Dubai: There are not many South African rugby fans — or players — who will have fond memories of Japan, the hosts of next year’s World Cup.
The Springboks, the 1995 and 2007 World champions, have had a tough time in the recent past, most famously at the 2015 World Cup, where they suffered a stunning loss to relative minnows Japan in the group stages, a result perceived to be the biggest upset in rugby union history.
One man who will be glad South Africa have avoided being grouped with the hosts — as smaller nations rapidly improve in the game — in September and October next year is the all-time Springboks top try scorer Bryan Habana.
Habana was in the team on the day of the shock loss to Japan, but also knows what it mans to lift the Webb Ellis trophy as he was part of the 2007 side.
Speaking on the sidelines of the recently completed Dubai Sevens, where he was helping out with Irish great Brian O’Driscoll at the HSBC Coaching Clinics, Habana expressed his honour at representing his country at the sport’s flagship event, win or lose.
“You aim and strive to play at the world’s biggest tournaments,” he said. “I was lucky to be playing with a great bunch of guys in the South Africa squad in 2007. You always strive to win but just getting into the squad, and then going on to win it was pretty cool.
“As much as a pinnacle as that was, just winning a Springbok jersey for the first time back in 2004 and then going to the World Cup was amazing.”
Clearly the 2015 loss still hurts, but Habana is always keen to stay positive.
“To represent your country is the pinnacle in any sport, through the good times and the bad times. I am just so grateful that I was a part of it all.”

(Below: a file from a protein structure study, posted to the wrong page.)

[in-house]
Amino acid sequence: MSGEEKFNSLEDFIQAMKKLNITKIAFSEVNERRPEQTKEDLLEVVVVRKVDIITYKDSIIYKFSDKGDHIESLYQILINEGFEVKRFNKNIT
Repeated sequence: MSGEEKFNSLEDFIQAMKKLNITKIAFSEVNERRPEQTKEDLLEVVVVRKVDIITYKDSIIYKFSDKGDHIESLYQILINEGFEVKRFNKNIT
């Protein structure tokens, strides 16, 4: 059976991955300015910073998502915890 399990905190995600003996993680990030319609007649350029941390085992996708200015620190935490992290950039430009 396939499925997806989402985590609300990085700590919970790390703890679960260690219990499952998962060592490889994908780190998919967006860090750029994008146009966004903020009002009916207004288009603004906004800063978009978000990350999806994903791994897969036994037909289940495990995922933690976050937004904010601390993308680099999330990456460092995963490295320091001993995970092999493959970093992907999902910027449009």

Once regarded as one of the best rugby teams in the world, South Africa have struggled since 2015, having suffered a 57-0 dismantling against New Zealand in 2017, after Habana’s retirement.
In the past year, they have lost to Wales, England, Argentina, New Zealand and Australia.
Habana, however, still has fond memories of the famous win in the 1995 Wold Cup final over New Zealand on home soil in front of Nelson Mandela. As a youngster he was in the crowd to watch Joel Stransky’s famous extra time drop goal that secured a 15-12 victory after the end of apartheid in the country.
“As a 12-year-old youngster, I was sat their enthralled by the whole occasion,” he said. “I was inspired by what the players had achieved and what they had given back to the country after decades of apartheid in terms of unity, democracy and uniting a nation. On that day I wanted to see if I could emulate what they had done.”
Speaking on the big event in Japan next year, Habana sees it as about that unity he experienced as a kid and watching the game expand further around the globe. “I’m here now, and very fortunate to now be here and give advice for the next group of players — both at the Sevens and 15s and that’s one of the greatest privileges,” he said.
“There is nothing like it to break down barriers across the nations. It’s not just about South Africa when you see other nations coming through such as Canada and the other African nations and the game just continues to grow. For them it’s like winning the tournament just to get there. They have gone through a long qualifying process. It’s not always about the winner, it’s about the unity and seeing people help each other across all nations.”